NZ's global competitiveness improves, Australia's slips
By Pattrick Smellie
Sept. 5 (BusinessDesk) - New Zealand's global competitiveness has improved two notches to 23rd in the long-running World Economic Forum survey of official data and 14,059 senior executives around the globe, including 55 New Zealand business leaders.
Released locally by the New Zealand Initiative, a pro-business think tank, the 2012-13 version of the Global Competitiveness Report includes the impact on 2011 government debt and deficit figures of the Christchurch earthquakes.
The relative improvement in competitiveness would have been greater, had New Zealand not dropped to 124th in a survey of 144 countries for ratios of government debt to gross domestic product.
Australia maintained its 2011-12 report ranking of 20th. Top honours went to the European banking and tax haven, Switzerland, while Singapore ranked second for the second year running.
China slipped three places to 29th, but remains the most competitive of the so-called BRIC large, developing economies, of which only Brazil improved its ranking, up five places to 48th. Russia clocked in at 67th, India at 59th, and South Africa 52nd.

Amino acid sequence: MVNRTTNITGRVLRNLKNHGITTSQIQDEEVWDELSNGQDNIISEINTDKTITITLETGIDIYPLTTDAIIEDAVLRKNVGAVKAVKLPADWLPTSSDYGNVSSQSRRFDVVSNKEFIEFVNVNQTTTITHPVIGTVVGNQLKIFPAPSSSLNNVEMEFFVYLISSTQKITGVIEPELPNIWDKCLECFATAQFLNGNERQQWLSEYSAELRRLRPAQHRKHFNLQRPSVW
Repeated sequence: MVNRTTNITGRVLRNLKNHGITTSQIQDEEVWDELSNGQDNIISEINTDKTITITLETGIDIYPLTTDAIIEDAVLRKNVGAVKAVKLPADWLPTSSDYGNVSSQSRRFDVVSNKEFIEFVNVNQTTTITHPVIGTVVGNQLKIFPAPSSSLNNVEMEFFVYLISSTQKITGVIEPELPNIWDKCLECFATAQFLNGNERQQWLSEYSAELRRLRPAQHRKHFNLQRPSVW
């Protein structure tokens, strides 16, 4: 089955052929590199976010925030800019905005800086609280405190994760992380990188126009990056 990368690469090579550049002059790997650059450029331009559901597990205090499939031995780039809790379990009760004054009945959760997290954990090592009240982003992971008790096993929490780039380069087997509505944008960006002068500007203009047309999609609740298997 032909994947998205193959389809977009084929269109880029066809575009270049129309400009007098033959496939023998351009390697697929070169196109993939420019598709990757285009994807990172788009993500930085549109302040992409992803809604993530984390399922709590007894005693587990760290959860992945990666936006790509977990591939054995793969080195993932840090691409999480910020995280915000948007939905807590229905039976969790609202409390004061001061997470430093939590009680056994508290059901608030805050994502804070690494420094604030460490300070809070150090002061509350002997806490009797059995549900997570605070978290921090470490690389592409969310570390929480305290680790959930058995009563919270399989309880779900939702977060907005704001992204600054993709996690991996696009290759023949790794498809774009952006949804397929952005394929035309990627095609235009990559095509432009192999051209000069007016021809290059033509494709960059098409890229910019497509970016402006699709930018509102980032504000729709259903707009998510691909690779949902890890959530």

The US economy fell for the fourth year to 7th most competitive global economy, followed by Britain at 8th.
Some 30 of the countries measured in the index are assessed to be "more innovation-driven", and were an area of weakness for New Zealand, which ranked 27th.
"Insufficient capacity to innovate" emerged as the third most significant "top problem" identified by New Zealand executives surveyed. Ahead of this were inadequate infrastructure and an inefficient bureaucracy.
On the fundamentals of honest government and transparent processes, New Zealand rose from third place globally to second, and new sustainability measures in the index ranked New Zealand above Australia and improving.
"WEF's main overall finding is that there is no necessary trade-off between being competitive and being sustainable, based on its definitions," the NZ Initiative says in a presentation on the findings of the 500 page report for New Zealand.
"Many countries at the top of the competitiveness rankings are also the best performers in many areas of sustainability."
The index makes no judgments about relative exchange rates as an influence on competitiveness.